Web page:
The state countered Mr. Mueller’s findings with testimony provided by TigerView engineer Mr. Eric Staufaccher, by refuting Mueller’s claims that he was unable to re-enhance the images provided to Mr. De Luca. Staufaccher’s testimony that the process was “child’s play” countered Mueller’s testimony that he could have spent his “entire life” restoring the images provided to Mr. De Luca. Mueller did however testify that had he had access to the coroner’s computer, he would have been able to restore the condensed JPEG file back to its original quality “in less than 10 seconds”. However, because of the lack of metadata exhibited on the BenKingan1 file on the CD, this was not possible.
This key change to the metadata before the change of file format would appear to be the bone of contention in relation as to whether the JPEG image could be re-enhanced back to its former TIFF glory. The question being: Would this alteration of metadata, before the change from TIFF format to JPEG format turn what would be “child’s play” to restore, into an “entire life[‘s]” work to restore? With this in mind, would this then constitute a Brady Violation?
The state’s response to Ms. Calusinski’s Brief refers time and again to either testimony given by Mr. Staufaccher or the Trial Court’s findings at the Evidentiary Hearing. The problem with continuously citing either opinions is that neither appear qualified to make such statements. For example:
However, the above isn’t true with files that had been drastically reduced in window size (metadata) before being saved as a JPEG file format. Merely increasing the brightness and/or contrast doesn’t restore the lost metadata. There is no way of regaining the metadata if it simply is not there to begin with. On the Lake County Coroner’s hard drive it was possible. On Mr. De Luca’s CD it was not. One of the main issues with certain Trial Courts is that they rely and adhere to given testimony by state produced ‘experts’ that simply don’t have the qualifications outside of their allotted field, and more importantly, should not be allowed to testify when dealing with a defendant who’s life has been taken away from them. Sadly the Trial Court took the opinion of Mr. Staufaccher rather than that of Mr. Mueller. Hopefully the Appeals Court will rectify this error.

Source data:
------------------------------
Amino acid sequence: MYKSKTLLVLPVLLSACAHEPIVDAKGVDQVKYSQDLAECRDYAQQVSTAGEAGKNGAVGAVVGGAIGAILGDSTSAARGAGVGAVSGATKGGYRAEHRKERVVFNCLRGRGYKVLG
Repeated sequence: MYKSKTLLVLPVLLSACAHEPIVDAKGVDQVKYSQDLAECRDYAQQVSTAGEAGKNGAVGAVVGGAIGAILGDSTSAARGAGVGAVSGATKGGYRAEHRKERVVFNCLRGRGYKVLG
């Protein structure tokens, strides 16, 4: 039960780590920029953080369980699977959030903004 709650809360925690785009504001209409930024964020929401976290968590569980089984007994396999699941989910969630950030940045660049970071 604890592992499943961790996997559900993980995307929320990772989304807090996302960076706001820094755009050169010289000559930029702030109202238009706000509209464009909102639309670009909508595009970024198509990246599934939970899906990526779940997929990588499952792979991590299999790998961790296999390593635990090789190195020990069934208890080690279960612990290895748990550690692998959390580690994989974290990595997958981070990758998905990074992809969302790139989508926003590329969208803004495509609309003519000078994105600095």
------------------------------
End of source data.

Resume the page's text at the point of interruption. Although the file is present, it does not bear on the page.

This will be for the attorneys from either side to argue however, and for the Appeals Court to decide.
I am not a lawyer and my opinions should not and certainly will not be of any interest to those in a position of power. What I can offer though, is my opinion on how justice should be attributed.
The citing by the state of the Trial Court’s assertion that “As so many factors can effect whether a fracture would be visible on an x-ray, it does not necessarily follow that it is not impossible for an
x-ray to show a fracture.” poses a grave issue.
During Ms. Calusinski’s trial, the state prosecution referenced the alleged skull fracture 32 times. Whilst, the Trial Court claims “that it is not impossible for an x-ray to show a fracture” may be true, it certainly does raise reasonable doubt, beyond a doubt. Accepting the fact that, in my opinion, Ms. Calusinski’s conviction centred around this “not impossible” fracture and her heartbreakingly obvious false confession, the jury’s decision to find Ms. Calusinski guilty of murder was considerably, and gravely affected by their belief that a skull fracture was present. In all likelihood, a skull fracture simply did not exist. After all, “not impossible” does not instil confidence. If the TIFF images of Benjamin Kingan’s X-rays had of been shown in court, I am confident the prosecution would not have referenced a skull fracture once, let alone 32 times. More importantly, I offer that state witnesses certainly wouldn’t have testified to a skull fracture.
The fact that the files were transferred to a CD in JPEG format ‘could’ be explained due to a habit of sending files via e-mail but this does not change the reasons for X-rays being used. Fundamental to X-rays are their clarity and detail. Without this, they are worthless. The absence of readable X-rays did affect the jury’s decision making, and added to the fact the state prosecution did reference a skull fracture 32 times, can be directly attributed to the absence of legible X-rays.
Whether Ms. Calusinski’s claim of a Brady Violation is accepted by the appeals court or not, it doesn’t change the fact that the original X-ray is available. While I accept that the law (and in this case, specifically brady) does not opperate by these confines, common-sense does. Respectfully accepting that attorneys must opperate within the confines of law, I, as a criminal justice reform journalist do not. Arguing that the emergence of the TIFF format X-ray of Benjamin Kingan’s skull does not constitute ‘new evidence’ ultimately doesn’t change the fact that it exists. Many legal minds would argue that if this thought process were to be brought into effect, an unrealistic number of cases would need to be re-tried or overturned. My answer: Get it right the first time around.
Can all mistakes be eradicated? No. Can many mistakes be eradicated? Yes.
In the case of Melissa Calusinski, the coming-to-light of X-rays is only one of many reasons that I am convinced of her innocence. For the concluding part of this article, claims of perjured testimony comes into question, and specifically that of the Non-Board-Certified Dr. Manuel Montez.